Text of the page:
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The COVID-19 pandemic has underscored the significance of the work of FSPH’s WORLD Policy Analysis Center in spotlighting which countries guarantee key human rights.


The pandemic sheds light on inequalities that we haven’t successfully addressed.”
— Dr. Jody Heymann

DR. JODY HEYMANN has devoted her career to advocating for vulnerable and marginalized populations around the world through her public health and policy expertise and scholarship. As founding director of the Fielding School’s World Policy Analysis Center (WORLD) and a distinguished professor of public health, public affairs, and medicine at UCLA, she has led an unprecedented effort to expand the evidence on what works to improve population health and economic outcomes across countries. Now, as the COVID-19 pandemic plays out around the world, the importance of her team’s work has become that much more apparent.

WORLD seeks to promote equal opportunities across the globe by identifying the most effective national policy approaches to advancing health, equity, and well-being. By improving the quantity and quality of globally comparative policy data available and working in partnership, WORLD provides policymakers, researchers, and the public with tools for taking action to strengthen policies and their implementation.

One such policy is paid sick leave, which proved especially critical as COVID-19 first spread through workplaces. As Heymann notes, some of the countries without strong, comprehensive policies faced among the highest early infection rates.

“The pandemic sheds light on inequalities that we haven’t successfully addressed, as well as on which countries have adopted key social protections for everyone in their society,” Heymann says. “The U.S., Italy, and Iran are among the countries that lacked paid sick leave from day one. It’s not the only reason you get infection spread, but it is a factor.”

Heymann’s expertise on sick leave policies globally led to appearances on Public Radio International’s “The World” program and KTLA television in Los Angeles. In addition, Heymann and WORLD senior legal analyst Aleta Sprague published a commentary in The Hill advocating for a national cohort of preventive health workers to roll out each element of the federal COVID-19 strategy.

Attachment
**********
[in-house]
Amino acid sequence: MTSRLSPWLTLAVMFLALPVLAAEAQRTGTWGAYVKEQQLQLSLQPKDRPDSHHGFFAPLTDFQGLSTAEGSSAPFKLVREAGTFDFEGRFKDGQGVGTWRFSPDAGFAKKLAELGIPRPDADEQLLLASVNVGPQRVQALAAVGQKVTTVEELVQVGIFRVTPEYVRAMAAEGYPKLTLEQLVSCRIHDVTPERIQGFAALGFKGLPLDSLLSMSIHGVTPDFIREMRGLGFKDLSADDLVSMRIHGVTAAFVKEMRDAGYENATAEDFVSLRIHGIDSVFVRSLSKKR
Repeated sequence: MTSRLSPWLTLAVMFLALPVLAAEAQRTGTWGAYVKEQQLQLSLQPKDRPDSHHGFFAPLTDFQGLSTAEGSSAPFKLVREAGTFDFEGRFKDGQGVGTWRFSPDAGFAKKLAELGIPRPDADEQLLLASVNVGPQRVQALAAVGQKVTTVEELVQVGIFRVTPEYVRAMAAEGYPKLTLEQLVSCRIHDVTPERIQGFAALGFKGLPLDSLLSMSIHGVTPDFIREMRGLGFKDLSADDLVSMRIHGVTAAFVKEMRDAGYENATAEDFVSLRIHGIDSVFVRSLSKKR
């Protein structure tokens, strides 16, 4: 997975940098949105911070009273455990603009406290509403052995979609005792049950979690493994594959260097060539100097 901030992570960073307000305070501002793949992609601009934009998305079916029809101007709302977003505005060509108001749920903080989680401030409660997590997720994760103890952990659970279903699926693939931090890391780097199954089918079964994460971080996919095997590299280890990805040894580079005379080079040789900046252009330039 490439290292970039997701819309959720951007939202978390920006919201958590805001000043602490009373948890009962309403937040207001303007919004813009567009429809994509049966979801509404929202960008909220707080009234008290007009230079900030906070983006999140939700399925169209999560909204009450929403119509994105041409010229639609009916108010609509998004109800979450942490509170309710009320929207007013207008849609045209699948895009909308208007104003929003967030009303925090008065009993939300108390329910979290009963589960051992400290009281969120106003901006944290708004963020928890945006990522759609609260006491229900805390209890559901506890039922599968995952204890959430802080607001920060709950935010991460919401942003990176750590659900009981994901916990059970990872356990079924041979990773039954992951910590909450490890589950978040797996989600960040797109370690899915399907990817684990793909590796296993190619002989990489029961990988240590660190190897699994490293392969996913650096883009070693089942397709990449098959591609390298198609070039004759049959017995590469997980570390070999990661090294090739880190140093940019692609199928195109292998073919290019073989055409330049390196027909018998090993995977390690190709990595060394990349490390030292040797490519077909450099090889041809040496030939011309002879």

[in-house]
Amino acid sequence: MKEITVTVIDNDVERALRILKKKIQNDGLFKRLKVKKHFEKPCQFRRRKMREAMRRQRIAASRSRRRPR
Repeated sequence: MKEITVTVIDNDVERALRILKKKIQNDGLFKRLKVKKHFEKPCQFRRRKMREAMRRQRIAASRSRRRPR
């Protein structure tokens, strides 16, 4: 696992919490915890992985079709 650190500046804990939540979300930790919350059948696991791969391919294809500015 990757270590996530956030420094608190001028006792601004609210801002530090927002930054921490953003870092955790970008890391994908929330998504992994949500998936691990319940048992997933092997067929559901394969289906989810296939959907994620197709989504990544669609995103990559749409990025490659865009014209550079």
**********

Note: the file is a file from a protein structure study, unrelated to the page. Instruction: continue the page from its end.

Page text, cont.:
“People have been warning about an outbreak like this for years, but now is not the time to look backward,” Heymann says. “It’s the time to look forward, and ask what we can do, right now, to improve our response for the rest of this pandemic, so that we’re never so unprepared again.”

The long view Heymann’s team brings to issues of human and constitutional rights, including those as basic as the right to health and health care, is clearly demonstrated in “Advancing Equality: How Constitutional Rights Can Make a Difference Worldwide,” co-authored by Heymann, Sprague, and WORLD principal research analyst Amy Raub. Released in January 2020, the book analyzes the scope and impact of core social and economic rights in 193 countries.

“The pandemic makes plain the importance of ensuring that both preventive health care and treatment are equally accessible to all,” Sprague says.

As the book recounts, around the world, constitutional health rights have provided a powerful tool for advancing public health. The U.S., however, lacks a right to health. Heymann notes that it’s also critical to have strong protections against discrimination.

“What the data show is that COVID is making existing health disparities worse,” Heymann says. “Beyond a right to public health, we need to ensure that constitutions clearly guarantee equal rights to all.”